TB and Left Behind Keys

My roommate left last night for the weekend with her boyfriend.

My boyfriend stayed in my room until about 12, and then went to his.

I went to sleep dreading waking up to go to class at 8.

I hit the snooze button 3 times.

I finally got out of bed.

I grabbed a bar for breakfast.

I closed the door behind me.


I was already running late.

I went to class.

And then to the next class.

And then.

I went to get my TB test done.

At the college, there is a “wellness center” (pretty much a clinic) that is free for all students.  Because I am receiving a scholarship to become a teacher, I have to have all my current shots, and have a background check done, because to be a teacher, (and get the money) I have to go and pretty much intern at schools around the area.  Another thing I have to have done is a TB test.

After clicking that link, would you agree that the test sounds scary?  If you don’t, read this, and you’ll understand why I do.  I have always had bad reactions to shots.  So that’s why I was so nervous beforehand.

I had planned to bring Kyle in with me to hold my hand during it, but because my class was in the same building as the wellness center, I didn’t want to go back to my dorm (which I couldn’t get inside of anyways) and wait for him to get done with class at 1.

He gave me a kiss, told me good luck, and walked away.  I opened the door to the wellness center, walked in, filled out a form, and waited in the waiting room.  Soft piano music was filling the room, but the only thing I could think about was, “OMG.  ANOTHER FREAKING NEEDLE.”

About five minutes later, the nurse comes out and calls me back.  My stomach is moving around so much that I feel like I’ll throw up if I move.  I walk slowly into the room, which is just across the hall from the waiting room.  I sit on the edge of the seat while the nurse asks me questions.  Finally, she walks towards me, holding the syringe.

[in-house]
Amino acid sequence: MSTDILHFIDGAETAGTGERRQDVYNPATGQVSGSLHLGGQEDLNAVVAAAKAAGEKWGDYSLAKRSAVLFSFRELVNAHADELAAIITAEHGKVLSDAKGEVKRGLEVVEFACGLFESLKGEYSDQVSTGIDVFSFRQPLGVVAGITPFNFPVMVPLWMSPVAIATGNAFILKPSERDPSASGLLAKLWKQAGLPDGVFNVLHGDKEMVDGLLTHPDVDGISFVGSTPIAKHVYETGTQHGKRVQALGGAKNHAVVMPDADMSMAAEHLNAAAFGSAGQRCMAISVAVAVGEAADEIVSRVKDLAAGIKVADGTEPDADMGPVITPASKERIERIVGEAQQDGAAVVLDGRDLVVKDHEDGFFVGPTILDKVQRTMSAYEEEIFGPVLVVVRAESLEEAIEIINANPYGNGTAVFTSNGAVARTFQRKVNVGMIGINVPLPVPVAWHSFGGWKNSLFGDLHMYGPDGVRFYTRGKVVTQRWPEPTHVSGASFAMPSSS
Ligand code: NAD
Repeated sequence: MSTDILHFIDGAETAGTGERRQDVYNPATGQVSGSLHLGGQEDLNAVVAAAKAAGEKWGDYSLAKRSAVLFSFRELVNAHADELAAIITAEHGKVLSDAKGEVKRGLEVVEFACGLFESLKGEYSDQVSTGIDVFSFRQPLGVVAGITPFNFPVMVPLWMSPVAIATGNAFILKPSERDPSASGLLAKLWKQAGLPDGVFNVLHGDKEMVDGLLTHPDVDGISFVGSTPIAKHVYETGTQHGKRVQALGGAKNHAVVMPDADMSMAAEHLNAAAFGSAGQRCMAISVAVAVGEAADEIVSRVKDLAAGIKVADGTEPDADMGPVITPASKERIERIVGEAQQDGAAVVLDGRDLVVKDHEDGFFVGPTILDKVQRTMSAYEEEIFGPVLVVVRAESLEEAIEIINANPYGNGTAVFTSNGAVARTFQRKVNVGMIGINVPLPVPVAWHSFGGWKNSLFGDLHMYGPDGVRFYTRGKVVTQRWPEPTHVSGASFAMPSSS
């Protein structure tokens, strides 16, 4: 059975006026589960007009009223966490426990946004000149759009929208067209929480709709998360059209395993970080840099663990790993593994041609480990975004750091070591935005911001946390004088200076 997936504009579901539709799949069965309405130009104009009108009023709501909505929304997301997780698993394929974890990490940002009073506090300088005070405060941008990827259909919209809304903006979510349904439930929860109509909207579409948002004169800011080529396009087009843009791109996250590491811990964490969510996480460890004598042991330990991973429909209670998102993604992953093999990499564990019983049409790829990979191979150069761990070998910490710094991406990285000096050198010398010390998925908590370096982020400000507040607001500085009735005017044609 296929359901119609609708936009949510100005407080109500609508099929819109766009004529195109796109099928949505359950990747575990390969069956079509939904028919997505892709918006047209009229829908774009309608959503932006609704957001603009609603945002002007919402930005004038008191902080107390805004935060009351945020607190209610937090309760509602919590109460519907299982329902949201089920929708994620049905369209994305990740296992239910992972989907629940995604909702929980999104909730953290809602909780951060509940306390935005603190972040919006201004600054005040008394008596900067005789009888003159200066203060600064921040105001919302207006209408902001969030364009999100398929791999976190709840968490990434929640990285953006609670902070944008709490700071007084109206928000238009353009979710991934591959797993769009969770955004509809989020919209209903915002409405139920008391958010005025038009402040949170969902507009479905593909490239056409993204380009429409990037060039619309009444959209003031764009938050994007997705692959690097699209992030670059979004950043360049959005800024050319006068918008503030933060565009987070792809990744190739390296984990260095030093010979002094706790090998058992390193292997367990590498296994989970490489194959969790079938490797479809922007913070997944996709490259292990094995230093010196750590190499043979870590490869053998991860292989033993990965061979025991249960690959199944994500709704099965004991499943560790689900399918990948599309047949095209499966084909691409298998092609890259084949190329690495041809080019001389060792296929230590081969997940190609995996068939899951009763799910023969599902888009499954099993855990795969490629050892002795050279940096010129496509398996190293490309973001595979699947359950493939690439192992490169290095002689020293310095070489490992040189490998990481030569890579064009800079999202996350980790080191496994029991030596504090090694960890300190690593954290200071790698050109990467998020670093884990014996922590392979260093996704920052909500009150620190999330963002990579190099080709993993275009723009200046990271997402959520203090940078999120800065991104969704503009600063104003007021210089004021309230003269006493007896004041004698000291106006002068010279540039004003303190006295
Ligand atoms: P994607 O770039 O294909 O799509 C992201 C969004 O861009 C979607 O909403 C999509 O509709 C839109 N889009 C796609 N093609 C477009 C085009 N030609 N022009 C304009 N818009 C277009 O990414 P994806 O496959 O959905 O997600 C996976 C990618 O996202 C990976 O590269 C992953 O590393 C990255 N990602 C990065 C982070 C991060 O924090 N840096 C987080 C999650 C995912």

I laugh a little bit, and say, “I bet you think I’m silly, because I have two tattoos, but I’m scared of this little needle.”

She smiles kindly, “Not at all.  You’ll do fine.  Look at you already!”  I hold out my arms, and she picks the left one, because I have a little cut on the right forearm.

She asks me about my tattoos.  I feel her warm hand enclose my forearm, and I know the moment is coming.  I don’t look down, but look at her and explain my newest tattoo.  I feel the needle go in.  It hurts a little bit.

She pulls the needle out, and I watch.  There’s a little purple-ish bump, and next to it is the tiny red hole.  The bump looks disgusting, but the nurse tells me that it’ll go away.  (It’s actually gone now.  All you can see is the tiny, tiny scab where the needle went in.)  I’m not sore at all, even at the injection site, because the syringe doesn’t poke into muscle, or a vein; it just slides in under the skin.

I guess I’m not as big of a baby as I often think I am.

I was pretty brave.

Oh, and about the being locked out thing.  I had a Hall Director come and let me in.  The office is quite a walk away, so I sat outside (and it is VERY cold out there) and waited.  Finally, I was able to get in my room.  My keys were right where I left them.  I had thought how bad it would be if they were just lost, but they aren’t.  I’m just not going to forget them anytime soon.


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